Study Abroad in Berlin, Germany

Study Abroad in Berlin: Academics

Academic Programs

Courses include: architecture, art, business, cinema, economics, environmental studies, German language, history, law, literature, philosophy, politics, sociology, statistics, transatlantic relations and women and gender studies

Program Options

The European Studies Program at FU Berlin is specifically designed to meet the academic needs of U.S. university students. The program meets the Forum on Education Abroad’s standards of excellence.

This program is aimed at students wishing to learn more about the history and culture of Germany within the context of Europe and begin or enhance their German language skills. Courses are available in arts and humanities, business and economics, international relations, music and cinema, German language and more. Courses are taught mainly in English apart from German language and are scheduled Monday through Thursday.

There is no German language pre-requisite; however all students are required to take German language throughout the semester in order to be able to fully immerse themselves in the University and wider Berlin community at all levels.

Two program tracks are available:

Experiential Beginning German for students with no prior German knowledge and who do not plan to major/minor in German. The Experiential Beginning German track is taught for 6 hours per week on Monday and Thursday for up to 4 recommended semester credits. The course includes regular field trips during which students will apply their language learning.

Intensive German is for German language major/minor students or students who show knowledge of German beyond the absolute beginner level. Students take two German language courses, typically progressing from one level to the next in a semester. Non-major/minor students can enroll in the Intensive German track at beginner level if they wish to. The Intensive German track is taught for 3 hours per day Monday through Thursday for up to 8 recommended semester credits.

If you are not sure which level to select check with your university’s German language teachers.

All students take an on-line placement test prior to arrival and have an on-site interview to determine the appropriate language level.

Students on both programs then select electives for a recommended 3 credits each. The minimum and regular course load is 4 including German language. Students can also take a fifth course if required and with approval from their home institution. Up to 15 semester credits are available depending on which level of German you take.

Session/Term Credits Requirements
Academic Year, Fall or Spring Semester Up to15 3.0 GPA; Previous German language knowledge not required

GermanPLUS+ is a package consisting of two advanced German language courses and three subject courses taught in German on Berlin theater, German art, and German identity in politics and history. A recommended 15 semester credits are available.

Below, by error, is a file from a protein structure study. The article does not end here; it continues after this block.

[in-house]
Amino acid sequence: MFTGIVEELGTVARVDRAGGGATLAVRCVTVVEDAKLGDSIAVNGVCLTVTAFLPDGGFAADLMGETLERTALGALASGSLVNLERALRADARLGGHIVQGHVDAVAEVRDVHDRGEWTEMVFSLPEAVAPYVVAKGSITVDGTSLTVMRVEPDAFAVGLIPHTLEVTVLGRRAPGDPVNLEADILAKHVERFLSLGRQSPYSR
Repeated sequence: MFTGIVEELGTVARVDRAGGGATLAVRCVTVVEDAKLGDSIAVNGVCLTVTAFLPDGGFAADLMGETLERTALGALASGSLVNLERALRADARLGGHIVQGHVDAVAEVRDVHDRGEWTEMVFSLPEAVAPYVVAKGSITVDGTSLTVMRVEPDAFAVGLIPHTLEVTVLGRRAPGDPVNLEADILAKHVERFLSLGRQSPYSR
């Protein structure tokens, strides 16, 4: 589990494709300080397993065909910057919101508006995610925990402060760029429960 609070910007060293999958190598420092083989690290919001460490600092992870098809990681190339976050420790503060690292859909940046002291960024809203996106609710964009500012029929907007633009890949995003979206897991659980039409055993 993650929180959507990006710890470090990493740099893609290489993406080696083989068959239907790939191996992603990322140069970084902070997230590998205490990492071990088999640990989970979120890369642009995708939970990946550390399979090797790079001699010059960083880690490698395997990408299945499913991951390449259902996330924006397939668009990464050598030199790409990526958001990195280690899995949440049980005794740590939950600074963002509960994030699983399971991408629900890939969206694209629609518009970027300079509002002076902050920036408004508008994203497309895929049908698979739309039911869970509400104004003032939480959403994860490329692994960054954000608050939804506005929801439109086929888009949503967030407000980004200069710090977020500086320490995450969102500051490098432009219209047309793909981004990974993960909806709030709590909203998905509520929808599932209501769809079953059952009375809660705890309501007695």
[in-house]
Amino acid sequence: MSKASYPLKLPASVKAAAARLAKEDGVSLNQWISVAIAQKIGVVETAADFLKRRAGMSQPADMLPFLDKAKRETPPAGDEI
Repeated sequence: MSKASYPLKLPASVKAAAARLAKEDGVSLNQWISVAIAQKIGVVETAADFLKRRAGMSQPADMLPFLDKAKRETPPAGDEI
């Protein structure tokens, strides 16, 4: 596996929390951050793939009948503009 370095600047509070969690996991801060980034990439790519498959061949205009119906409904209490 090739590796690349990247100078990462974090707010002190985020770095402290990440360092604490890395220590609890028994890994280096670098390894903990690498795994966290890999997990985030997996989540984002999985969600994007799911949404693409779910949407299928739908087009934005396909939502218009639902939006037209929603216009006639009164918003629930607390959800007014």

The GermanPLUS+ package is designed to meet the needs and interests of advanced German Studies/German language students or students of European Studies/history/political science with advanced German language abilities.

Small classes, expert facultuy, and the availability of day-to-day support enable students to make the most of this unique educational opportunity.

Participants need to have German language skills at the C1 or C2 level, either through formal education or through being a (near) native speaker. All course assignments and most of the readings will be in German.

Session/Term Credits Requirements
Academic Year, Fall or Spring Semester Up to15 3.0 GPA

Freie Universität Berlin

Freie Universität Berlin was founded on December 4, 1948, by students, scholars, and scientists with the support of the American Allied forces and politicians in Berlin. The move was sparked by the persecution faced by students who took a critical eye of the system at the former Universität Unter den Linden, at that time located in the Soviet sector of the divided city. Students and academics wanted to be free to pursue their learning, teaching, and research activities at Freie Universität, without being subject to political influence.

Generous donations from the United States enabled FU Berlin to build some of its central facilities, including the Benjamin Franklin University Hospital and the Henry Ford Building. In a nod to the history surrounding the University’s founding, the seal of Freie Universität still features the words truth, justice, and freedom.

It is a comprehensive, degree-granting university with 15 departments, central institutes offering over 150 degree programs across a wide range of subjects and a student enrollment of almost 30,000. As a leading research institution it is one of the German universities successful in all three funding lines in the federal and state Excellence Initiative, thereby receiving additional funding for its institutional future development strategy.